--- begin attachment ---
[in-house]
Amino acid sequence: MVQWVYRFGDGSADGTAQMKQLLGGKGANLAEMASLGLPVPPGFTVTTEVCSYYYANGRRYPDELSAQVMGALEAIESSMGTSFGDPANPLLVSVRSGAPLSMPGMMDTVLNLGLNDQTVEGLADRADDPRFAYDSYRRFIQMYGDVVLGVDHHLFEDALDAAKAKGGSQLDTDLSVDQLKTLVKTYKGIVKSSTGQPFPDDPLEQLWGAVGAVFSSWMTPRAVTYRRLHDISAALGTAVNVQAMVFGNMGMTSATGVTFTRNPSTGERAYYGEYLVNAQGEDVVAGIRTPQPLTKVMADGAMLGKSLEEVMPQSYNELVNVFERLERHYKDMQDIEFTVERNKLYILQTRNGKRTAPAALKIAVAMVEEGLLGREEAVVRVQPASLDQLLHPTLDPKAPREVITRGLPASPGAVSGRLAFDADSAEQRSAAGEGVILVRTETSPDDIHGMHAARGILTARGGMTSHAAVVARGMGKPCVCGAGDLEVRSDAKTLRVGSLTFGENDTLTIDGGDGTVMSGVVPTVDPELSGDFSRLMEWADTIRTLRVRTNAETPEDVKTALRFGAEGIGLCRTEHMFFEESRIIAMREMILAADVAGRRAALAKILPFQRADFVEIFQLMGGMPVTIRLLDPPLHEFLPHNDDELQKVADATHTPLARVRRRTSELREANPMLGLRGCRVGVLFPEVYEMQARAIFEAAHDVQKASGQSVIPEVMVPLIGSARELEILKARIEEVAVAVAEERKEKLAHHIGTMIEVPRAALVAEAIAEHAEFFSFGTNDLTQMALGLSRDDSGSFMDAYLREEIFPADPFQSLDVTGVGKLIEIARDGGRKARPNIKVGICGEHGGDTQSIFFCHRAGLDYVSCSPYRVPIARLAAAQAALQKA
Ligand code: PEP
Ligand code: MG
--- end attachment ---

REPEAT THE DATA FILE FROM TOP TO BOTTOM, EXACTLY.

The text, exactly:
[in-house]
Amino acid sequence: MVQWVYRFGDGSADGTAQMKQLLGGKGANLAEMASLGLPVPPGFTVTTEVCSYYYANGRRYPDELSAQVMGALEAIESSMGTSFGDPANPLLVSVRSGAPLSMPGMMDTVLNLGLNDQTVEGLADRADDPRFAYDSYRRFIQMYGDVVLGVDHHLFEDALDAAKAKGGSQLDTDLSVDQLKTLVKTYKGIVKSSTGQPFPDDPLEQLWGAVGAVFSSWMTPRAVTYRRLHDISAALGTAVNVQAMVFGNMGMTSATGVTFTRNPSTGERAYYGEYLVNAQGEDVVAGIRTPQPLTKVMADGAMLGKSLEEVMPQSYNELVNVFERLERHYKDMQDIEFTVERNKLYILQTRNGKRTAPAALKIAVAMVEEGLLGREEAVVRVQPASLDQLLHPTLDPKAPREVITRGLPASPGAVSGRLAFDADSAEQRSAAGEGVILVRTETSPDDIHGMHAARGILTARGGMTSHAAVVARGMGKPCVCGAGDLEVRSDAKTLRVGSLTFGENDTLTIDGGDGTVMSGVVPTVDPELSGDFSRLMEWADTIRTLRVRTNAETPEDVKTALRFGAEGIGLCRTEHMFFEESRIIAMREMILAADVAGRRAALAKILPFQRADFVEIFQLMGGMPVTIRLLDPPLHEFLPHNDDELQKVADATHTPLARVRRRTSELREANPMLGLRGCRVGVLFPEVYEMQARAIFEAAHDVQKASGQSVIPEVMVPLIGSARELEILKARIEEVAVAVAEERKEKLAHHIGTMIEVPRAALVAEAIAEHAEFFSFGTNDLTQMALGLSRDDSGSFMDAYLREEIFPADPFQSLDVTGVGKLIEIARDGGRKARPNIKVGICGEHGGDTQSIFFCHRAGLDYVSCSPYRVPIARLAAAQAALQKA
Ligand code: PEP
Ligand code: MG